The Iraq Conflict: Generals, Take Note: Peace-Keeping Requires More Courage Than War ; MILITARY ANALYSIS

By Bellamy, Christopher | The Independent (London, England), April 9, 2003 | Go to article overview
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The Iraq Conflict: Generals, Take Note: Peace-Keeping Requires More Courage Than War ; MILITARY ANALYSIS


Bellamy, Christopher, The Independent (London, England)


IF THE US forces in Baghdad want to reassure the Iraqis that Saddam and his apparatus of terror are removed, and to secure the city, they will have to get out of their armoured vehicles. And out of their aeroplanes and helicopters. And get on their feet, on the ground. Get their flak jackets and helmets off. Get into cellars and up stairways. And be polite. And get brave. Like the British.

Like it or not, "force protection" has to go by the board if you want to be a peace-maker. Condoleezza Rice, the US National Security Adviser, is notorious for saying a couple of years ago that the role of the US 82nd Airborne Division was not to "escort kids to kindergarten".

Maybe not. But that has been translated as "peace-keeping is for wimps". Let's be clear about this. Peace-keeping requires even more courage - and certainly more brains - than war from behind an iron shield and a spray of lead, depleted uranium or high-explosive. For the Americans, the hard bit is about to start. The British have started it in Basra already.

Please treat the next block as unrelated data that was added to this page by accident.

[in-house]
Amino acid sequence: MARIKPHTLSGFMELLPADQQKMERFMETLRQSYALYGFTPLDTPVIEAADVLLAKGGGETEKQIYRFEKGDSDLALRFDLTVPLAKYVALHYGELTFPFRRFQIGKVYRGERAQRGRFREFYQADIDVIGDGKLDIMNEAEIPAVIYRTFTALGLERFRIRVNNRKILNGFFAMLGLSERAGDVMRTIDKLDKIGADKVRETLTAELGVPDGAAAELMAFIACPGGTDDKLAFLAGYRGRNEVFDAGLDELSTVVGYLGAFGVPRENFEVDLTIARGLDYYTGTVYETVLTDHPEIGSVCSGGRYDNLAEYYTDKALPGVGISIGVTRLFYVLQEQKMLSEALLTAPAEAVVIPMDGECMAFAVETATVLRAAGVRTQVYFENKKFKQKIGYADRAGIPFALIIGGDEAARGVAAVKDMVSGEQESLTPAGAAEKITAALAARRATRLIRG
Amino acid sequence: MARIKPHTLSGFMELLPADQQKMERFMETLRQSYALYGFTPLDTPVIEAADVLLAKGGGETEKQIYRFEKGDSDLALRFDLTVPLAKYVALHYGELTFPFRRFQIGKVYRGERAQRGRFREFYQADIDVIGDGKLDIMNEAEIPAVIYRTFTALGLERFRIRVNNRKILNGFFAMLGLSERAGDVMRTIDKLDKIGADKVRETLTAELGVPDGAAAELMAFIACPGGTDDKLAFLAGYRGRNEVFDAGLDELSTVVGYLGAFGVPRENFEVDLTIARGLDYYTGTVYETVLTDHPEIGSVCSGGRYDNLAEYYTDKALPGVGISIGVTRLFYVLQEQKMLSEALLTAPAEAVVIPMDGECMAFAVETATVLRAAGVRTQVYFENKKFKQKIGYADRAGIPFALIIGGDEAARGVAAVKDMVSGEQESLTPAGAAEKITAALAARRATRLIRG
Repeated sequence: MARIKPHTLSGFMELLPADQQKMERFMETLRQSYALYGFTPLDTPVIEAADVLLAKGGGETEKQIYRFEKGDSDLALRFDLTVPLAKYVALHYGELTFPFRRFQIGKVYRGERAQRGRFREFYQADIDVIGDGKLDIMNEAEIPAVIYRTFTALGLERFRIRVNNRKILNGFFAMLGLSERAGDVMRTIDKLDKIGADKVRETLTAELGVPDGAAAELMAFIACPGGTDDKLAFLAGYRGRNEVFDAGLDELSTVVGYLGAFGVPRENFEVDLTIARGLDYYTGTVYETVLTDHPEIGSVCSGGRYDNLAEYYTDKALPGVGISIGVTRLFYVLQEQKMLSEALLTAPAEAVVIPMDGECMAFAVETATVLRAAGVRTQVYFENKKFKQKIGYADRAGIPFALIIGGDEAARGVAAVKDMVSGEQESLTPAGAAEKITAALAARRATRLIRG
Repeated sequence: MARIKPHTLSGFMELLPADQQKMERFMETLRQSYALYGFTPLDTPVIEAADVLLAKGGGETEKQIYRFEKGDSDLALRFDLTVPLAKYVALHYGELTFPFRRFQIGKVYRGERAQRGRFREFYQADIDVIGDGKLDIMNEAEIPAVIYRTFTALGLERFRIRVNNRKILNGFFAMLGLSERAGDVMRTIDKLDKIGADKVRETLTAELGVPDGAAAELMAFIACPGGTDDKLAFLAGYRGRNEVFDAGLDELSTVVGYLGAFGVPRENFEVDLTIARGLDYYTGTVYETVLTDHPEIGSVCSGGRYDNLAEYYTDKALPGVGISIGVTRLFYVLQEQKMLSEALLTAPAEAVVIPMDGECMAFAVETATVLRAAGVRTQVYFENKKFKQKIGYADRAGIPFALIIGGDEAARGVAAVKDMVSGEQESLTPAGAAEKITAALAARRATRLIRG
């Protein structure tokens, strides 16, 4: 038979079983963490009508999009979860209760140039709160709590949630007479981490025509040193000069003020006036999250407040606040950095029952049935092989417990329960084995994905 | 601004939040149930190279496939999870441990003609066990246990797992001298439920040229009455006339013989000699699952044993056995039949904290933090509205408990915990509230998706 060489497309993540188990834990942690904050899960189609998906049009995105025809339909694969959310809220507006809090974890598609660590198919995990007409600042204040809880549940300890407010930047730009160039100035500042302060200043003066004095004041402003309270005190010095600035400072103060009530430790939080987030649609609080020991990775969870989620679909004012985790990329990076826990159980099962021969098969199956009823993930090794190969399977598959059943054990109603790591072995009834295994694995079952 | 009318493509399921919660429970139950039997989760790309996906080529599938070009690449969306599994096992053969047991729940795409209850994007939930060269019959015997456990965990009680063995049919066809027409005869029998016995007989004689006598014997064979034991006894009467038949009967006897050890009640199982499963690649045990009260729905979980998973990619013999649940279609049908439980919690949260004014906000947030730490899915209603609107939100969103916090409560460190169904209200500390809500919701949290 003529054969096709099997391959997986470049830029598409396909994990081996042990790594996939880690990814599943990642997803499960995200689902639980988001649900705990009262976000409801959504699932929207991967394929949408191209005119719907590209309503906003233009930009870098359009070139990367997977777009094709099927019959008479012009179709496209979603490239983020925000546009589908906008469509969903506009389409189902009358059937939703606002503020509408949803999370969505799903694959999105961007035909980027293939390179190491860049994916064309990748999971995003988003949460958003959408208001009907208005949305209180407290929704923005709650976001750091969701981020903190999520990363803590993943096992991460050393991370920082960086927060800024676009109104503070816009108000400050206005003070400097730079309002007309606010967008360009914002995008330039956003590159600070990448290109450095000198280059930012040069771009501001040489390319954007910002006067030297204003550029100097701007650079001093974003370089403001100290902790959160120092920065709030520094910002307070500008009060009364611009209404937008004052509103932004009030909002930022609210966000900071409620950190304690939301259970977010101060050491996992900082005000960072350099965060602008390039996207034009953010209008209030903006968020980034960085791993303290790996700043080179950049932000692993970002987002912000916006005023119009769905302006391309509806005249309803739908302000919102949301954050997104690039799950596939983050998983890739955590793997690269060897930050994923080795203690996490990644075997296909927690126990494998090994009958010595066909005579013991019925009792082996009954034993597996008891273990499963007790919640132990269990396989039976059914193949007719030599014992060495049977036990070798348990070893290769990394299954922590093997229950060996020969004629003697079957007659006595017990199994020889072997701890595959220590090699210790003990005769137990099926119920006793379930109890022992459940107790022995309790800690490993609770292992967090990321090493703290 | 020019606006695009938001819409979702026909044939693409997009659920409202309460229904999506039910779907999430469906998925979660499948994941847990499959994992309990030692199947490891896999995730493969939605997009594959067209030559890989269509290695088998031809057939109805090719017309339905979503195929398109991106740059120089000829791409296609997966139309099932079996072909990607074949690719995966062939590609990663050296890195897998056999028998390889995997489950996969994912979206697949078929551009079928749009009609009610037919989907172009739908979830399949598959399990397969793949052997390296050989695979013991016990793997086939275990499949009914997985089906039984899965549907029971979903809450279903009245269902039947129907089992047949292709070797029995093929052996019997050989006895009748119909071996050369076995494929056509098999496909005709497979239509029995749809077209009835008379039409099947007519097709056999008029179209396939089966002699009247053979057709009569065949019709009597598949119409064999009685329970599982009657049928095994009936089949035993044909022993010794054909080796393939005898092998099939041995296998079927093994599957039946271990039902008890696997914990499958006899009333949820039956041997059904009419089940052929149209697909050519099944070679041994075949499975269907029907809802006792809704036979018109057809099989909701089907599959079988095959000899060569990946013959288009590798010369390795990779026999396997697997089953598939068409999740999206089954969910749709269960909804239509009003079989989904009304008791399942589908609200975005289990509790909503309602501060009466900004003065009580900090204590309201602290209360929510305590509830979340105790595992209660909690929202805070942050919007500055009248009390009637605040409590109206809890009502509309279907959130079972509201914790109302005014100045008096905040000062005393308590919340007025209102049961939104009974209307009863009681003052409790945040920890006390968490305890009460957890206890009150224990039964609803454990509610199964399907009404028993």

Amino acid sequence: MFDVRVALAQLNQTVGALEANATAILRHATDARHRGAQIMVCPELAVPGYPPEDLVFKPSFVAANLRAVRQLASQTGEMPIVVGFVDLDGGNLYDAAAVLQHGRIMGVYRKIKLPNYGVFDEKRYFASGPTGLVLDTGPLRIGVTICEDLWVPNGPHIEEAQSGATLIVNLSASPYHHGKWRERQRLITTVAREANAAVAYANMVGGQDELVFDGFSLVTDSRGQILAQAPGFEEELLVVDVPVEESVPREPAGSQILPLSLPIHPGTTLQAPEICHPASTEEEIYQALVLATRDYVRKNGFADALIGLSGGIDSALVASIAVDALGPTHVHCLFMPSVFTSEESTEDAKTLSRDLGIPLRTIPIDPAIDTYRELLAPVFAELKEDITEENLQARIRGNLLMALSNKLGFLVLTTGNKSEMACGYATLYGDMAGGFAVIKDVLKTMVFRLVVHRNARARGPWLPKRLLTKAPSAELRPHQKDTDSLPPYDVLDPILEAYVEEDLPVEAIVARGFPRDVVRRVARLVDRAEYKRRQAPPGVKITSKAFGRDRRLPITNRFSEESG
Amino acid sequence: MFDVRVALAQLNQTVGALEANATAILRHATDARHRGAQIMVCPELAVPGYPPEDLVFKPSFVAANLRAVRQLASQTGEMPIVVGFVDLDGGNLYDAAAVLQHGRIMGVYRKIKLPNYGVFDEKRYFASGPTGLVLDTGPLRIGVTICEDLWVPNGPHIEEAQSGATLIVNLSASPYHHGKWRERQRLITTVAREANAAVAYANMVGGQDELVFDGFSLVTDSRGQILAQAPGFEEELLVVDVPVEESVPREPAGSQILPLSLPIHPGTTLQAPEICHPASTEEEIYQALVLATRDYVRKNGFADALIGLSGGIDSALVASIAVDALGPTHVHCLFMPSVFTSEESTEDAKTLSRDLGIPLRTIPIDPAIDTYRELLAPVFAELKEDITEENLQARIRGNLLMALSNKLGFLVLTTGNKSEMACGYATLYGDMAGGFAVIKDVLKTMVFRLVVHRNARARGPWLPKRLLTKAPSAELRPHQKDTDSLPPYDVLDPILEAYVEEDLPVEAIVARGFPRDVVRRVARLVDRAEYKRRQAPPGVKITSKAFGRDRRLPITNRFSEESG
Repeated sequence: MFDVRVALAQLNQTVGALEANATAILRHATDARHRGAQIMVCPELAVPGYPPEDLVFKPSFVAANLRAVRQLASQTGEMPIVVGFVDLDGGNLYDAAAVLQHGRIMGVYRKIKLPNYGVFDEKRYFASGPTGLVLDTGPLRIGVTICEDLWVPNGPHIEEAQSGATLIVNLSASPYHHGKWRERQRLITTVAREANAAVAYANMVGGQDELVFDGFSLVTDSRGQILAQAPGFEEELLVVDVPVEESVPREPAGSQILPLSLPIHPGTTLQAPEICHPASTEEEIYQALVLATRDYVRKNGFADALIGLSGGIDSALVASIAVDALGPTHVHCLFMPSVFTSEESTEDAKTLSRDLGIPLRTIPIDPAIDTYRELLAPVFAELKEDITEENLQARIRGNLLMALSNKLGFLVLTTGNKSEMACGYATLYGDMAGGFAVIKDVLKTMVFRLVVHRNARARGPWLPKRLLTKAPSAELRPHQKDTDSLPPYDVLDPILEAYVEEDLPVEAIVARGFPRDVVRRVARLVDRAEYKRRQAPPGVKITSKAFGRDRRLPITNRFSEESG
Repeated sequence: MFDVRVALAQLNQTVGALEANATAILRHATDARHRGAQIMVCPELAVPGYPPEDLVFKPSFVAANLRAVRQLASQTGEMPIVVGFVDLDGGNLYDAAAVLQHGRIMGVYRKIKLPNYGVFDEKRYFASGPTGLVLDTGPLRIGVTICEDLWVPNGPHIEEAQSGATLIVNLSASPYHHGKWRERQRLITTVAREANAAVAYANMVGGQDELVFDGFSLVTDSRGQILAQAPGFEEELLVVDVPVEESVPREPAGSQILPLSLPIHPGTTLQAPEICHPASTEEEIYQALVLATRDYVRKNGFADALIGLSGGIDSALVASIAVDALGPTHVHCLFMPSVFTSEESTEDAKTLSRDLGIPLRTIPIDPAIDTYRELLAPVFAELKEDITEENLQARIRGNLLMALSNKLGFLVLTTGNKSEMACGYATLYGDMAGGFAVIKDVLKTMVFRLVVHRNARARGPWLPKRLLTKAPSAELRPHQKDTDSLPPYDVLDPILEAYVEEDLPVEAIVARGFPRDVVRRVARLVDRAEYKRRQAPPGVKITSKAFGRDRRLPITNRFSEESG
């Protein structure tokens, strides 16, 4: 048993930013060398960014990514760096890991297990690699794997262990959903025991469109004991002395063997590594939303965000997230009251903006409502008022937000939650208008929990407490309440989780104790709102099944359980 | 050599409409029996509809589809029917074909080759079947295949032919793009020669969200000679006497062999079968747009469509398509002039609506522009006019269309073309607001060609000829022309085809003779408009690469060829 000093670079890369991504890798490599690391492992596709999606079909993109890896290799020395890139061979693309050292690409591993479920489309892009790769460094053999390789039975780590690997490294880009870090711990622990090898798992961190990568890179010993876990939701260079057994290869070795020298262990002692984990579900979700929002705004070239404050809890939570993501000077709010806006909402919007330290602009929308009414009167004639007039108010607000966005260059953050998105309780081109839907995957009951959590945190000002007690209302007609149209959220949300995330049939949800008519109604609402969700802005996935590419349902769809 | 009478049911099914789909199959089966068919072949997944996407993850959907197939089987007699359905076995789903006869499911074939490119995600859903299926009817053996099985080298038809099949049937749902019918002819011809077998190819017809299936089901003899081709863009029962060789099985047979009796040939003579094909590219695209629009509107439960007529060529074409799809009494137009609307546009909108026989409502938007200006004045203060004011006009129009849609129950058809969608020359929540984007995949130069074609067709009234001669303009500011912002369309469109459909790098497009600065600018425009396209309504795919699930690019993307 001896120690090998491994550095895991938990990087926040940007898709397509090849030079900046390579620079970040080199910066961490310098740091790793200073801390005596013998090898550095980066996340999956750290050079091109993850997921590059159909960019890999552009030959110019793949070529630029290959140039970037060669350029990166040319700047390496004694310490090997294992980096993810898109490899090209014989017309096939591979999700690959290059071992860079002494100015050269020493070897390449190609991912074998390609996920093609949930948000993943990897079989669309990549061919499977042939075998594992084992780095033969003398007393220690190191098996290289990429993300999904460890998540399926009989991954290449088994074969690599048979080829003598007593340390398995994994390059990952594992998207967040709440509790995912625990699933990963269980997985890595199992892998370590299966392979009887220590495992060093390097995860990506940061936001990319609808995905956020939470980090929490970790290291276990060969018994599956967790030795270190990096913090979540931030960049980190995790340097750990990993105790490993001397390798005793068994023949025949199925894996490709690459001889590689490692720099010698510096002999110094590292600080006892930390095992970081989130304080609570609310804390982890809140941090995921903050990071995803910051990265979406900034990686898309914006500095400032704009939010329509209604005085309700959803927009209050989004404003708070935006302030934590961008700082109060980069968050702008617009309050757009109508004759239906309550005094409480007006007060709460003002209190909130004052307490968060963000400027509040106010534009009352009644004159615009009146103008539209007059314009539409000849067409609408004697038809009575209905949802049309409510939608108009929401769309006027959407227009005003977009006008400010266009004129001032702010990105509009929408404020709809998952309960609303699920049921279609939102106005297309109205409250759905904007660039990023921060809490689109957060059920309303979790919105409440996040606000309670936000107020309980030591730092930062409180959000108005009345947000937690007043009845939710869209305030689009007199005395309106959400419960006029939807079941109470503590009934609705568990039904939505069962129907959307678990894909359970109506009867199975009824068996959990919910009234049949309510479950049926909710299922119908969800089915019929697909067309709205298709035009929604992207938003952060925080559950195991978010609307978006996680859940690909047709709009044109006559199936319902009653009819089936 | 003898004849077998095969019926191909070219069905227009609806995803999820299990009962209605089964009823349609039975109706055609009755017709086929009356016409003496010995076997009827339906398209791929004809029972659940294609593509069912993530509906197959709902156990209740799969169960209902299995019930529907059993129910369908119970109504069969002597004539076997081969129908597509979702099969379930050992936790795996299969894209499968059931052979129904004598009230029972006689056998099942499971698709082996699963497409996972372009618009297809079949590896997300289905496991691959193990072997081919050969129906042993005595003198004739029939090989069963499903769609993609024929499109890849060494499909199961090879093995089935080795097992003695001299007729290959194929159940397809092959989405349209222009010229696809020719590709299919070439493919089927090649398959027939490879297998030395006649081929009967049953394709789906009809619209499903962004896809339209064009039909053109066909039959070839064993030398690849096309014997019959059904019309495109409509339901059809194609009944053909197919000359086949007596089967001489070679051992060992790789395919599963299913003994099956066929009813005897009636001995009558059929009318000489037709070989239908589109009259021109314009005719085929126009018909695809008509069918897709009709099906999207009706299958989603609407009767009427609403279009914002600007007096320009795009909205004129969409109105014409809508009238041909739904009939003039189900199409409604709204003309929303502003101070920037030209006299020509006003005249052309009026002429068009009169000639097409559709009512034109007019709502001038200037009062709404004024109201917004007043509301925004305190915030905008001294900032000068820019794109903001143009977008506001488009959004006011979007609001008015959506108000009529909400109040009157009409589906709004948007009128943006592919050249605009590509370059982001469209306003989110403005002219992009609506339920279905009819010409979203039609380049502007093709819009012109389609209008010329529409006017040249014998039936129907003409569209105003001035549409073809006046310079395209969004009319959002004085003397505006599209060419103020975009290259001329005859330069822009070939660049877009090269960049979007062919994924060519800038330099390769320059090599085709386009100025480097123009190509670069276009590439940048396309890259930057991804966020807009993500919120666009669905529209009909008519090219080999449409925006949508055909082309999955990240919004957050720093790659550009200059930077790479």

Colonel Bob Stewart once tore me apart for an ill-informed dispatch from Bosnia a decade ago, for which I thank him. One winter night in Vitez, his battalion was conducting extensive patrols. But when the next day dawned he had more than a hundred Bosnian bodies to bury. Despite the patrols, the apparatus of the former regime had come back in the night and slit throats. A hundred or so. The same could happen in Baghdad tonight. But would we hear of it? And would the US-British war machine really care, in spite of its promises?

How can the Americans reassure the Iraqi population anywhere, let alone in Baghdad, that they are safe when the US forces still fight in their Bradley infantry fighting vehicles and A-10 armoured planes?When they attack, with little risk of reprisal, from great distances, and from the air?

The Iraqi people, whatever their desire to be "liberated", and that may not be as clear as the US and British leaders would like, have to be reassured that the Iraqi secret police are off their backs.

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